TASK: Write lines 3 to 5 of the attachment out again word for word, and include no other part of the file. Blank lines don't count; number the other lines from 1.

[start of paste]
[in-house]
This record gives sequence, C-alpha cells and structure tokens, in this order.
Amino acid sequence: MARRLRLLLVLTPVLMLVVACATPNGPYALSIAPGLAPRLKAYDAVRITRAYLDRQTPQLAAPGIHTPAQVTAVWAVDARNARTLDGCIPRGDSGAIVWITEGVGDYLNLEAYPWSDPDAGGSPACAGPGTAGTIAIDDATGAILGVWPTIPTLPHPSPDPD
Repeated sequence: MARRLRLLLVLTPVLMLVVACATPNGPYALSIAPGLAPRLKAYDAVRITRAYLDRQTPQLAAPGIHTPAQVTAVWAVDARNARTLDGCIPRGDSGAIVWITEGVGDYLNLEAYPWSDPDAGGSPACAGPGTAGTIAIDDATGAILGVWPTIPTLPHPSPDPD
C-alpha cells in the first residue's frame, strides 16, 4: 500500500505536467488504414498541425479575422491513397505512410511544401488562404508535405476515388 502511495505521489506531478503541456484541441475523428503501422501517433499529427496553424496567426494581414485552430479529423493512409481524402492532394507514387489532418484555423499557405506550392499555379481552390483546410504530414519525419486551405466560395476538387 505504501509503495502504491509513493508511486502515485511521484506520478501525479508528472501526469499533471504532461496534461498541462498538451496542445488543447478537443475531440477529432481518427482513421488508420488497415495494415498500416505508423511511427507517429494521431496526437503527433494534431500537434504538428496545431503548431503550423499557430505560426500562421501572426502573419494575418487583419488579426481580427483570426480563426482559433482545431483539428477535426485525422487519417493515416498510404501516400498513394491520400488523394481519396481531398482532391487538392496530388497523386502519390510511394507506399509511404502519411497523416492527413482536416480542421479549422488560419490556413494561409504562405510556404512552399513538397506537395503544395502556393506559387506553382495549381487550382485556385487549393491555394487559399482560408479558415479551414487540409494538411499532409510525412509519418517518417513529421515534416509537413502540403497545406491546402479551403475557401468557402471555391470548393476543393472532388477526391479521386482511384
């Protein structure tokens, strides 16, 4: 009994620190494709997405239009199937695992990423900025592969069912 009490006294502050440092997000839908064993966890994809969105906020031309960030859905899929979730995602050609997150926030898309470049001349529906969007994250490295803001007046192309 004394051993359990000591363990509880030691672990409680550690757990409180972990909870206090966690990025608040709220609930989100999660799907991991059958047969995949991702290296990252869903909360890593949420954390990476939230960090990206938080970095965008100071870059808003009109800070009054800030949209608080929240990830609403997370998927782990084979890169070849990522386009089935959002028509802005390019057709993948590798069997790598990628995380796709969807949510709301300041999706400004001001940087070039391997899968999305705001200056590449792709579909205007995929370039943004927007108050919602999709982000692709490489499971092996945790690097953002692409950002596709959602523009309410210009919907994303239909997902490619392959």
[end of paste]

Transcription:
Amino acid sequence: MARRLRLLLVLTPVLMLVVACATPNGPYALSIAPGLAPRLKAYDAVRITRAYLDRQTPQLAAPGIHTPAQVTAVWAVDARNARTLDGCIPRGDSGAIVWITEGVGDYLNLEAYPWSDPDAGGSPACAGPGTAGTIAIDDATGAILGVWPTIPTLPHPSPDPD
Repeated sequence: MARRLRLLLVLTPVLMLVVACATPNGPYALSIAPGLAPRLKAYDAVRITRAYLDRQTPQLAAPGIHTPAQVTAVWAVDARNARTLDGCIPRGDSGAIVWITEGVGDYLNLEAYPWSDPDAGGSPACAGPGTAGTIAIDDATGAILGVWPTIPTLPHPSPDPD
C-alpha cells in the first residue's frame, strides 16, 4: 500500500505536467488504414498541425479575422491513397505512410511544401488562404508535405476515388 502511495505521489506531478503541456484541441475523428503501422501517433499529427496553424496567426494581414485552430479529423493512409481524402492532394507514387489532418484555423499557405506550392499555379481552390483546410504530414519525419486551405466560395476538387 505504501509503495502504491509513493508511486502515485511521484506520478501525479508528472501526469499533471504532461496534461498541462498538451496542445488543447478537443475531440477529432481518427482513421488508420488497415495494415498500416505508423511511427507517429494521431496526437503527433494534431500537434504538428496545431503548431503550423499557430505560426500562421501572426502573419494575418487583419488579426481580427483570426480563426482559433482545431483539428477535426485525422487519417493515416498510404501516400498513394491520400488523394481519396481531398482532391487538392496530388497523386502519390510511394507506399509511404502519411497523416492527413482536416480542421479549422488560419490556413494561409504562405510556404512552399513538397506537395503544395502556393506559387506553382495549381487550382485556385487549393491555394487559399482560408479558415479551414487540409494538411499532409510525412509519418517518417513529421515534416509537413502540403497545406491546402479551403475557401468557402471555391470548393476543393472532388477526391479521386482511384